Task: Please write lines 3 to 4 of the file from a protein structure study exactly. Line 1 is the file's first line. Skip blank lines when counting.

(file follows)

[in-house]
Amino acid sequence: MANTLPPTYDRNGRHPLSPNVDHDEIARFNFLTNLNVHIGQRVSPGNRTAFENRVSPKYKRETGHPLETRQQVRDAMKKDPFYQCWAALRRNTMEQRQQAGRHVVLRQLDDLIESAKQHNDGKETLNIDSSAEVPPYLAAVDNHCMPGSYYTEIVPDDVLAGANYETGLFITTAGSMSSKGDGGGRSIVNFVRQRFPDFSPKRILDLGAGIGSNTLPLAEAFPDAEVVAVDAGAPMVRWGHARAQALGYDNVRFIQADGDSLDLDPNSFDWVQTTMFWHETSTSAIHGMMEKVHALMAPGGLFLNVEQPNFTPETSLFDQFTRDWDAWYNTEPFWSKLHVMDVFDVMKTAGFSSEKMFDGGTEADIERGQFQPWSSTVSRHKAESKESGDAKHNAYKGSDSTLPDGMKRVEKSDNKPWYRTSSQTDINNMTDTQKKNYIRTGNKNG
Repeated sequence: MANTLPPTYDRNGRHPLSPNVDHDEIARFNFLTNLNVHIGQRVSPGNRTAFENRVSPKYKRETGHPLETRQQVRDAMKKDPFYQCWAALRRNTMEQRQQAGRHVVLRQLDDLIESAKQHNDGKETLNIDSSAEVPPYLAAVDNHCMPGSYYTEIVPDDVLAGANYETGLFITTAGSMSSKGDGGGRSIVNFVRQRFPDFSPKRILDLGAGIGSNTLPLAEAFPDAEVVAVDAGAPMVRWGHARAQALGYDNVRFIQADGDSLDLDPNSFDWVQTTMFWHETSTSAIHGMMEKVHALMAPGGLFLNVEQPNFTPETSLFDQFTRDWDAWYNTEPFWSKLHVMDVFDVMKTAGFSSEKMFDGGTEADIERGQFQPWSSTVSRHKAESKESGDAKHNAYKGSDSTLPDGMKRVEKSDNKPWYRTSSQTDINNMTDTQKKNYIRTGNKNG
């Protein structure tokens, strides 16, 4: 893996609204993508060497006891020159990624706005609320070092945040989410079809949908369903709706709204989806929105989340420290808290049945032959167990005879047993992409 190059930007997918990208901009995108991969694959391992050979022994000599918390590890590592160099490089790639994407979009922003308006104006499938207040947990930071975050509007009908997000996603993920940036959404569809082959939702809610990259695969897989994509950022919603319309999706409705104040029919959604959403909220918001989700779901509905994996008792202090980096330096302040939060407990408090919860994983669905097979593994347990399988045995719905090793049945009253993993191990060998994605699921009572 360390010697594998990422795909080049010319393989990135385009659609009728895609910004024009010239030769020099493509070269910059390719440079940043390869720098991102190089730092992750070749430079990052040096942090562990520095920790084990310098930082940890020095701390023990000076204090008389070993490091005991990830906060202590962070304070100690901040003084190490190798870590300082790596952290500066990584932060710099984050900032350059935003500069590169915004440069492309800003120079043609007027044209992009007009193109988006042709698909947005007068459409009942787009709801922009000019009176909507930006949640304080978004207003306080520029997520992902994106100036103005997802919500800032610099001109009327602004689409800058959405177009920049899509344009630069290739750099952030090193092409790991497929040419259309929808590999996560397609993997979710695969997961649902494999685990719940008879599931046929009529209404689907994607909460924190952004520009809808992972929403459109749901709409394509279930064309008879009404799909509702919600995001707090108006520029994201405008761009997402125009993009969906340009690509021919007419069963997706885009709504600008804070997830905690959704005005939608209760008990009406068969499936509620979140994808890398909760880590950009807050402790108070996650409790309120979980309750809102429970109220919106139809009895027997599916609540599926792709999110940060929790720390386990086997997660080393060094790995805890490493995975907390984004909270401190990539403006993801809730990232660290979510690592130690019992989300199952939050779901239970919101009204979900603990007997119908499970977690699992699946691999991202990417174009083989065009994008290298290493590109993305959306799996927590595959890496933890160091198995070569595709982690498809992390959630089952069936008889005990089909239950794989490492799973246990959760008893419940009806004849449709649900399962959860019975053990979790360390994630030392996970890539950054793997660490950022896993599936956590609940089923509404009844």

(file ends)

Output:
Repeated sequence: MANTLPPTYDRNGRHPLSPNVDHDEIARFNFLTNLNVHIGQRVSPGNRTAFENRVSPKYKRETGHPLETRQQVRDAMKKDPFYQCWAALRRNTMEQRQQAGRHVVLRQLDDLIESAKQHNDGKETLNIDSSAEVPPYLAAVDNHCMPGSYYTEIVPDDVLAGANYETGLFITTAGSMSSKGDGGGRSIVNFVRQRFPDFSPKRILDLGAGIGSNTLPLAEAFPDAEVVAVDAGAPMVRWGHARAQALGYDNVRFIQADGDSLDLDPNSFDWVQTTMFWHETSTSAIHGMMEKVHALMAPGGLFLNVEQPNFTPETSLFDQFTRDWDAWYNTEPFWSKLHVMDVFDVMKTAGFSSEKMFDGGTEADIERGQFQPWSSTVSRHKAESKESGDAKHNAYKGSDSTLPDGMKRVEKSDNKPWYRTSSQTDINNMTDTQKKNYIRTGNKNG
């Protein structure tokens, strides 16, 4: 893996609204993508060497006891020159990624706005609320070092945040989410079809949908369903709706709204989806929105989340420290808290049945032959167990005879047993992409 190059930007997918990208901009995108991969694959391992050979022994000599918390590890590592160099490089790639994407979009922003308006104006499938207040947990930071975050509007009908997000996603993920940036959404569809082959939702809610990259695969897989994509950022919603319309999706409705104040029919959604959403909220918001989700779901509905994996008792202090980096330096302040939060407990408090919860994983669905097979593994347990399988045995719905090793049945009253993993191990060998994605699921009572 360390010697594998990422795909080049010319393989990135385009659609009728895609910004024009010239030769020099493509070269910059390719440079940043390869720098991102190089730092992750070749430079990052040096942090562990520095920790084990310098930082940890020095701390023990000076204090008389070993490091005991990830906060202590962070304070100690901040003084190490190798870590300082790596952290500066990584932060710099984050900032350059935003500069590169915004440069492309800003120079043609007027044209992009007009193109988006042709698909947005007068459409009942787009709801922009000019009176909507930006949640304080978004207003306080520029997520992902994106100036103005997802919500800032610099001109009327602004689409800058959405177009920049899509344009630069290739750099952030090193092409790991497929040419259309929808590999996560397609993997979710695969997961649902494999685990719940008879599931046929009529209404689907994607909460924190952004520009809808992972929403459109749901709409394509279930064309008879009404799909509702919600995001707090108006520029994201405008761009997402125009993009969906340009690509021919007419069963997706885009709504600008804070997830905690959704005005939608209760008990009406068969499936509620979140994808890398909760880590950009807050402790108070996650409790309120979980309750809102429970109220919106139809009895027997599916609540599926792709999110940060929790720390386990086997997660080393060094790995805890490493995975907390984004909270401190990539403006993801809730990232660290979510690592130690019992989300199952939050779901239970919101009204979900603990007997119908499970977690699992699946691999991202990417174009083989065009994008290298290493590109993305959306799996927590595959890496933890160091198995070569595709982690498809992390959630089952069936008889005990089909239950794989490492799973246990959760008893419940009806004849449709649900399962959860019975053990979790360390994630030392996970890539950054793997660490950022896993599936956590609940089923509404009844």